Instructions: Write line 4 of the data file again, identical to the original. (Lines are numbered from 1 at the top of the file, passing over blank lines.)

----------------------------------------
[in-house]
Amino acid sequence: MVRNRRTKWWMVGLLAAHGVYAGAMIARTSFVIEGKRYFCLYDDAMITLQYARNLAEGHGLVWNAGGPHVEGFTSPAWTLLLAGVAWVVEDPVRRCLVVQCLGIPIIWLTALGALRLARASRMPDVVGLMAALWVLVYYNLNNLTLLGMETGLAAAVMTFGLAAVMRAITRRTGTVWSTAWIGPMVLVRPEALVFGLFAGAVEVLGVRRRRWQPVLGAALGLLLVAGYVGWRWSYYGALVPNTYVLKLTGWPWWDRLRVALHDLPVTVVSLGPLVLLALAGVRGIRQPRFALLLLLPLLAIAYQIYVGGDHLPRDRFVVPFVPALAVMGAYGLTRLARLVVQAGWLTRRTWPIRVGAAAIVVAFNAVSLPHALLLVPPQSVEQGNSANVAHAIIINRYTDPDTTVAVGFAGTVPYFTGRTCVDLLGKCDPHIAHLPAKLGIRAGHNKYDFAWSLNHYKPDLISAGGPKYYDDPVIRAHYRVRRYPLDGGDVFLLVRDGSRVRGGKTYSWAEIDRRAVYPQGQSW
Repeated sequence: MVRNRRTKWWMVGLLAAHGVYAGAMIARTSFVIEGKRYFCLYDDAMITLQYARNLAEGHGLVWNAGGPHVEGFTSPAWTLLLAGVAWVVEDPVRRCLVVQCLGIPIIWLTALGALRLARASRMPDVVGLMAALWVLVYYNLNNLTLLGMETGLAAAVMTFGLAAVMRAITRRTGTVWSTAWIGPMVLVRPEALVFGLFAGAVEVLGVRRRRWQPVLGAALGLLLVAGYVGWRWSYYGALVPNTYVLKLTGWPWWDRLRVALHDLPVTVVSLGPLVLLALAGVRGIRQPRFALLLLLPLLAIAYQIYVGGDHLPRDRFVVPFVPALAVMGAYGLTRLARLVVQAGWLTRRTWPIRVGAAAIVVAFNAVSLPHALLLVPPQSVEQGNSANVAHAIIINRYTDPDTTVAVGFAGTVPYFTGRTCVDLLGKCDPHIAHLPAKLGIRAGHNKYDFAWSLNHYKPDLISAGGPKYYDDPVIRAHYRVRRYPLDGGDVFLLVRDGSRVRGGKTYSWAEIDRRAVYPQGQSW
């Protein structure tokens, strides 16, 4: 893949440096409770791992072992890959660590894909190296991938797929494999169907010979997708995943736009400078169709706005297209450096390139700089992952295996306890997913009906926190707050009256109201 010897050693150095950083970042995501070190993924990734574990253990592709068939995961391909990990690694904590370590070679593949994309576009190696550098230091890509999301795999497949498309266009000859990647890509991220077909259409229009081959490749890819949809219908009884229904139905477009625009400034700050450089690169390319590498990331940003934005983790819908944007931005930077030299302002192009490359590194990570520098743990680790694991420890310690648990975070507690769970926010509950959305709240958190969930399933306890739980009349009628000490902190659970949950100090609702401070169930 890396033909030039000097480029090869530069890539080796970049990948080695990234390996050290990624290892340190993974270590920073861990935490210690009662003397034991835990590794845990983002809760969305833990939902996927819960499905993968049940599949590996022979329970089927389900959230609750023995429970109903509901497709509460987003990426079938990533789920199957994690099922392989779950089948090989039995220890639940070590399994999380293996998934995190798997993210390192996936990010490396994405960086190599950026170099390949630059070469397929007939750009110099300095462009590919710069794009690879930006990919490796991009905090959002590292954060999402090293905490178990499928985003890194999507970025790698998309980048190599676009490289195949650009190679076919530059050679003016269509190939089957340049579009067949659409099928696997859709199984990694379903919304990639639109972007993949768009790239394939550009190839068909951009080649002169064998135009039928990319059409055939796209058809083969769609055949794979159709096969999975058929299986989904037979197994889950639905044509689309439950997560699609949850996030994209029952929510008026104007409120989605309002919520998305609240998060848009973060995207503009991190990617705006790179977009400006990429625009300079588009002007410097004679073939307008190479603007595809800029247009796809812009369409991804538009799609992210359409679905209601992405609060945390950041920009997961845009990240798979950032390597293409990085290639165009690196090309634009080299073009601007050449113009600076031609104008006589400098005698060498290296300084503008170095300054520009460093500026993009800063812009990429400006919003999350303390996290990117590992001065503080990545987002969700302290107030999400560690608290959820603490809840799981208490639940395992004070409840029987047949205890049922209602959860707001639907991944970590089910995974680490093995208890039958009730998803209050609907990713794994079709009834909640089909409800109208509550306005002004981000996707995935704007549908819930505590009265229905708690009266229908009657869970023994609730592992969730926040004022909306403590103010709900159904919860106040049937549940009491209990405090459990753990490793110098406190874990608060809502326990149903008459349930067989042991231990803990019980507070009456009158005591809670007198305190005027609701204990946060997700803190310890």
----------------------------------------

């Protein structure tokens, strides 16, 4: 893949440096409770791992072992890959660590894909190296991938797929494999169907010979997708995943736009400078169709706005297209450096390139700089992952295996306890997913009906926190707050009256109201 010897050693150095950083970042995501070190993924990734574990253990592709068939995961391909990990690694904590370590070679593949994309576009190696550098230091890509999301795999497949498309266009000859990647890509991220077909259409229009081959490749890819949809219908009884229904139905477009625009400034700050450089690169390319590498990331940003934005983790819908944007931005930077030299302002192009490359590194990570520098743990680790694991420890310690648990975070507690769970926010509950959305709240958190969930399933306890739980009349009628000490902190659970949950100090609702401070169930 890396033909030039000097480029090869530069890539080796970049990948080695990234390996050290990624290892340190993974270590920073861990935490210690009662003397034991835990590794845990983002809760969305833990939902996927819960499905993968049940599949590996022979329970089927389900959230609750023995429970109903509901497709509460987003990426079938990533789920199957994690099922392989779950089948090989039995220890639940070590399994999380293996998934995190798997993210390192996936990010490396994405960086190599950026170099390949630059070469397929007939750009110099300095462009590919710069794009690879930006990919490796991009905090959002590292954060999402090293905490178990499928985003890194999507970025790698998309980048190599676009490289195949650009190679076919530059050679003016269509190939089957340049579009067949659409099928696997859709199984990694379903919304990639639109972007993949768009790239394939550009190839068909951009080649002169064998135009039928990319059409055939796209058809083969769609055949794979159709096969999975058929299986989904037979197994889950639905044509689309439950997560699609949850996030994209029952929510008026104007409120989605309002919520998305609240998060848009973060995207503009991190990617705006790179977009400006990429625009300079588009002007410097004679073939307008190479603007595809800029247009796809812009369409991804538009799609992210359409679905209601992405609060945390950041920009997961845009990240798979950032390597293409990085290639165009690196090309634009080299073009601007050449113009600076031609104008006589400098005698060498290296300084503008170095300054520009460093500026993009800063812009990429400006919003999350303390996290990117590992001065503080990545987002969700302290107030999400560690608290959820603490809840799981208490639940395992004070409840029987047949205890049922209602959860707001639907991944970590089910995974680490093995208890039958009730998803209050609907990713794994079709009834909640089909409800109208509550306005002004981000996707995935704007549908819930505590009265229905708690009266229908009657869970023994609730592992969730926040004022909306403590103010709900159904919860106040049937549940009491209990405090459990753990490793110098406190874990608060809502326990149903008459349930067989042991231990803990019980507070009456009158005591809670007198305190005027609701204990946060997700803190310890």